- If there is a clinical basis for suspecting that the patient could have the disease for which he or she is being tested,
- If the test is validated and reviewed by peers,
- If a treatment is available that can be offered if the test is positive, and,
- If the patient undergoes genetic counseling so that he understands how to evaluate results.
Patients need to be advised that a predisposition does not mean that they will develop the disease. Though one may carry a gene that makes him susceptible to lung cancer, if he avoids smoking, he may never develop the disease. But with other diseases, such as Huntington's, carriers receive a lethal gene. The disease will manifest itself regardless of environmental factors.
Most of the 1,000 genetic tests available, like the SOD1 test for Lou Gehrig's disease, do not have associated therapies. Therefore, WellPoint and other carriers will not approve the tests. Still, patients may want to know for planning purposes.
GeneTest's Pagon says that even if there is no current therapy, testing has value. "The tests resolve the diagnostic odyssey," she says. "People can spend huge amounts of money doing a range of tests, seeing a lot of physicians trying to get to a diagnosis. And health care payers can save a lot of money on excess tests and specialists. You can't begin to design a treatment without a diagnosis."
Aetna, UnitedHealth, and Kaiser often pay for genetic tests that identify high-risk populations and where they can significantly lower that risk. For example, a positive result on a BRCA1 or 2 test for breast/ovarian cancer means a patient has up to an 85 percent chance of developing breast cancer, and up to a 55 percent chance of developing ovarian cancer during the course of her life. The tests were introduced in the mid-1990s and have become an oncology standard.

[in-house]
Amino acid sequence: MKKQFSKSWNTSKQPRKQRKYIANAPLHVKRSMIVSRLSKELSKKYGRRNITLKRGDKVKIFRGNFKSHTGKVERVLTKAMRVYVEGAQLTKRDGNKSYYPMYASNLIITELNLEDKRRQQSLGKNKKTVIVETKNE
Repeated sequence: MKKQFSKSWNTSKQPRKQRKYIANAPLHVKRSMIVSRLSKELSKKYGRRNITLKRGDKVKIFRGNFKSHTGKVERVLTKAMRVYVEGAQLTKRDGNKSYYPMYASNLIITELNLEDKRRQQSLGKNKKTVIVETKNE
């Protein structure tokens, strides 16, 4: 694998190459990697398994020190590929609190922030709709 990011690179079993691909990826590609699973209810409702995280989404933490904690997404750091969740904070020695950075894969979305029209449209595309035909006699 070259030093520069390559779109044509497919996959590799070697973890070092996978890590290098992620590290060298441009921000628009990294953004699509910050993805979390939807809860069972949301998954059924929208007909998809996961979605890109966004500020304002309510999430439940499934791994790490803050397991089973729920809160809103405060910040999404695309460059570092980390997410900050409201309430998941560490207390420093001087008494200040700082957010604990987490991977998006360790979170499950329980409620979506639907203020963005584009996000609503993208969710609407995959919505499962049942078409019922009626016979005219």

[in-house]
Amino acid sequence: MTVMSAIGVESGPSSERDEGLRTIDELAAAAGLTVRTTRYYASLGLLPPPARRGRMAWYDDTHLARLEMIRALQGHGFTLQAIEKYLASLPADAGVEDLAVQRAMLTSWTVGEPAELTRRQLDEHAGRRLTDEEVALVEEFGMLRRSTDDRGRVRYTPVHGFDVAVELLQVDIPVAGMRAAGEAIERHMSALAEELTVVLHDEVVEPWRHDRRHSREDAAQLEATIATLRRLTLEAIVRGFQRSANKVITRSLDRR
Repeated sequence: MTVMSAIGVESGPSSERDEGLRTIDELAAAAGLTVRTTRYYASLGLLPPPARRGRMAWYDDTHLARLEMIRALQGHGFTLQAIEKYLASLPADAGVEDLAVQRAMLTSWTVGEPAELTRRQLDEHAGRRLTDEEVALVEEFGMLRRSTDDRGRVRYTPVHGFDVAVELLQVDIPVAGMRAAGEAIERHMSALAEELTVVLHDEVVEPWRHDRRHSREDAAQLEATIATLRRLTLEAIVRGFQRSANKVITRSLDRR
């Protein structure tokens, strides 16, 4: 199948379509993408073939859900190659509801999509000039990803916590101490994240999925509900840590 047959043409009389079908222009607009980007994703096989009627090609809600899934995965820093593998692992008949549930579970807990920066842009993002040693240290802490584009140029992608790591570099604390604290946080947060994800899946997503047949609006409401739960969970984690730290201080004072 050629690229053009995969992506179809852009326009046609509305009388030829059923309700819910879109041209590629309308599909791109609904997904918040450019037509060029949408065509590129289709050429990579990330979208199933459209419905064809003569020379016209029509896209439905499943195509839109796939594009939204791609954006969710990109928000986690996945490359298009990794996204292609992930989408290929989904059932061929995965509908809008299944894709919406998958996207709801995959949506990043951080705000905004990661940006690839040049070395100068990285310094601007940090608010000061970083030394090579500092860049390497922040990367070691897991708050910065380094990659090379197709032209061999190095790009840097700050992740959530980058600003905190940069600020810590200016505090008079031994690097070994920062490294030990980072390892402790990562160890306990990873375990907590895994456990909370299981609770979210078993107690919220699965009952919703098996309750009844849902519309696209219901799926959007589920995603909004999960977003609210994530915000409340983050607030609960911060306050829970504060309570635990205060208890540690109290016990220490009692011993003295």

One $3,100 breast cancer-screening test on a woman with a family history of the disease can potentially save $100,000 in the cost of caring for her after a diagnosis. Tamoxifen given prophylactically to asymptomatic women who have markers for the disease is effective in half of all patients. Other treatment options include increased surveillance and mastectomy.
Often it is difficult to track what tests are being covered. Insurers may be covering genetic tests without realizing what the test is actually testing for because the CPT code book doesn't offer enough specificity, says Thomas Morrow, MD, president of the National Association of Managed Care Physicians and author of Tomorrow's Medicine, a column in this publication. "Many insurers are paying because systems are not sophisticated enough to differentiate testing."
The lion's share of genetic tests are "home brew," that is, they are developed by laboratories and do not require Food and Drug Administration approval. Those are regulated by the Clinical Laboratory Improvement Amendment of 1988 (CLIA). Less than 1 percent of tests, only those sold as kits, are approved by the FDA. The agency expects this number to grow.